Things that appear to have suddenly stopped working:


1 Answer 1



Yesterday, the Database Reliability Engineering (DBRE) Team made some changes to our Availability Group (AG) configuration, related to ongoing work to improve database performance during AG Failovers. That issue is mentioned in many recent maintenance announcements.

As part of that work, we updated some connection strings for some databases. At the conclusion of the work, I thought all necessary restarts were completed, and all apps had picked up the new connection strings and were working correctly. I was wrong. Overnight, the remaining services picked up the new connection strings and this started causing issues.

The verbose version

First, let me talk about...

Yesterday's work

Most of the Stack Exchange Network databases share a single server (basically, all the network sites except for stackoverflow.com). Previously, all of the network sites were in a single AG with many databases. Along the way, we began seeing elevated CPU that lasted an extended time (up to 45 minutes) during AG failovers, and that high CPU caused site instability during those failover events. Neither we nor Microsoft were able to reproduce this issue in non-production environments--thus we were limited in our testing options to confirm any fixes, essentially limiting us to maintenance windows for our ability for testing changes.

Earlier this year, we determined that breaking up the single large AG into multiple smaller AGs would mitigate the performance problems. During the last database maintenance window, we carved out and tested two of the smaller AGs, and confirmed this fix. As part of this carveout, we updated connection strings to point to a new DNS A-record (the AG Listener) for the databases that were moved to a new AG. These changes should have been fully transparent, hence there was no public announcement of the work.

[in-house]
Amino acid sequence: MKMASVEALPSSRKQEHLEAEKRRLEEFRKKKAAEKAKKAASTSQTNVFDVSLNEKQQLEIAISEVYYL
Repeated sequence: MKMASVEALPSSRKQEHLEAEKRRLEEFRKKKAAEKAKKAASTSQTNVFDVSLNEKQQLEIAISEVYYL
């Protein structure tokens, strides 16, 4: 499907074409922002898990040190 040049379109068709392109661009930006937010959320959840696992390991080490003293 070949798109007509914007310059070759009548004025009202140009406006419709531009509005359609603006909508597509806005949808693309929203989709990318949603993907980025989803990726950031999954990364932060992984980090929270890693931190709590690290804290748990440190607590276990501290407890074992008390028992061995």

Yesterday afternoon, we carved out the next batch of databases from the monolithic AG into a smaller AG. At the end of that planned work, we did our smoke tests, checked for connection errors, and I declared our work complete.

The problem

Unbeknownst to us, not everything had picked up the new connection string settings. Based on our initial investigation, it appears that the remaining services picked up the new connection strings later in the evening/overnight, and some of those services had trouble reaching the database, due to a firewall rule that was not updated to allow traffic to the new AG.

This morning, we rolled back the connection string changes, and restarted all affected services, which brought an end to the problems.

The follow-up

We will be updating the missed firewall rule, and updating DBRE's procedure for these connection string changes to include additional restarts and additional tests to confirm success. Finally, we will redo the connection string updates, and then proceed with the remaining AG carveouts to complete the planned work with these new procedures in place.

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    One thing I don't understand, if this was a planned change, and you knew it can break things, why didn't you announce this in advance as "Planned Maintenance" as you already did few times, and give yourself windows of several hours to make changes, break, and fix while it's still fresh? The downtime would be the same, but people would at least know to expect it. Commented Nov 1, 2022 at 17:19
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    @ShadowTheKidWizard it sounded like they didn't know though... At least they know now Commented Nov 1, 2022 at 17:43
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    Well - not all problems are BOOM, some are slow burning and don't really become apparent until the screaming begins? Commented Nov 2, 2022 at 11:38
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    @JourneymanGeek of course, but network configuration is like TNT. Highly explosive and very unstable. One small mistake, and BOOM. Even if with a delay, so better treat any network configuration changes as high risk, and act accordingly. :) Commented Nov 2, 2022 at 13:21

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